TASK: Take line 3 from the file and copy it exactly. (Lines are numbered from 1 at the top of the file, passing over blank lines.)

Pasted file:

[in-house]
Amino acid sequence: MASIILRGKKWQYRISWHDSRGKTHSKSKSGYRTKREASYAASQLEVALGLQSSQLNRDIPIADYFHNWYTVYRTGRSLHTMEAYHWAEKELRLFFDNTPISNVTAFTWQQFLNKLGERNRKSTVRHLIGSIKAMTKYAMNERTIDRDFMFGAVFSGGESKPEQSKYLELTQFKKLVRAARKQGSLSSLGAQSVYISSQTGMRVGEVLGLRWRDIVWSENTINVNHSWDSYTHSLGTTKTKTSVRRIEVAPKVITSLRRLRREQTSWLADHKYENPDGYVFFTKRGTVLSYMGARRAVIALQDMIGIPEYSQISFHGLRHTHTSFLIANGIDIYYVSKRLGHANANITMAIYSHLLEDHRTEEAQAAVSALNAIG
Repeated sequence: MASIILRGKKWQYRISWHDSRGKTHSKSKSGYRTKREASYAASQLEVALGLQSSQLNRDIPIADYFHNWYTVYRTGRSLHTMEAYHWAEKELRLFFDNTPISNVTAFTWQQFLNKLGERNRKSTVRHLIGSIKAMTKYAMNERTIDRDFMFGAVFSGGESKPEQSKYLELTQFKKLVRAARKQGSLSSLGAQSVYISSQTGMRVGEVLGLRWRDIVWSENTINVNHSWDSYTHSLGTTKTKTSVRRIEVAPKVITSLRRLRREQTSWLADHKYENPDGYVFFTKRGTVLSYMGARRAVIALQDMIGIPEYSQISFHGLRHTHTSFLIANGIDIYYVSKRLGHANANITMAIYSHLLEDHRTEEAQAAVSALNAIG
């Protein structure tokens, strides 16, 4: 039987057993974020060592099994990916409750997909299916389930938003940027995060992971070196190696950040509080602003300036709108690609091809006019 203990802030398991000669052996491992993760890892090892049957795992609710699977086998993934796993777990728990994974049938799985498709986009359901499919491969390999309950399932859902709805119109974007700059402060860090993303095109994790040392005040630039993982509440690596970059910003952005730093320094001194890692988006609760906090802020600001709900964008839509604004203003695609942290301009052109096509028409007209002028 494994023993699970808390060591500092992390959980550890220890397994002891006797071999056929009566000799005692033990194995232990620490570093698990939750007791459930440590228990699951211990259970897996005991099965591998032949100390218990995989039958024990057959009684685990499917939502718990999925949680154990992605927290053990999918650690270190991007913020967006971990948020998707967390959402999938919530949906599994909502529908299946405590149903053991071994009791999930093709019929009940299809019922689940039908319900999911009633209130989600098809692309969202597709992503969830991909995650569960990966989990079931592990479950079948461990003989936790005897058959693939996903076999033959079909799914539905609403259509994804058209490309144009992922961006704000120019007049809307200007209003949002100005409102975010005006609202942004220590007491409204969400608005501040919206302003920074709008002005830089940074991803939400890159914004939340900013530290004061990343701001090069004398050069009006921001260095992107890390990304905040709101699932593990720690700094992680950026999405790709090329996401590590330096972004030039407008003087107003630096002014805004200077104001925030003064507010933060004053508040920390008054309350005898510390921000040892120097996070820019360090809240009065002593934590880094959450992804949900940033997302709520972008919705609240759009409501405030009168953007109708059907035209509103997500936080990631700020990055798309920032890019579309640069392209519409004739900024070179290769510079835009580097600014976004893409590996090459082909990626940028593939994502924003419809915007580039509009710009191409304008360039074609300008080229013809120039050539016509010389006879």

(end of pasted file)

Repeated sequence: MASIILRGKKWQYRISWHDSRGKTHSKSKSGYRTKREASYAASQLEVALGLQSSQLNRDIPIADYFHNWYTVYRTGRSLHTMEAYHWAEKELRLFFDNTPISNVTAFTWQQFLNKLGERNRKSTVRHLIGSIKAMTKYAMNERTIDRDFMFGAVFSGGESKPEQSKYLELTQFKKLVRAARKQGSLSSLGAQSVYISSQTGMRVGEVLGLRWRDIVWSENTINVNHSWDSYTHSLGTTKTKTSVRRIEVAPKVITSLRRLRREQTSWLADHKYENPDGYVFFTKRGTVLSYMGARRAVIALQDMIGIPEYSQISFHGLRHTHTSFLIANGIDIYYVSKRLGHANANITMAIYSHLLEDHRTEEAQAAVSALNAIG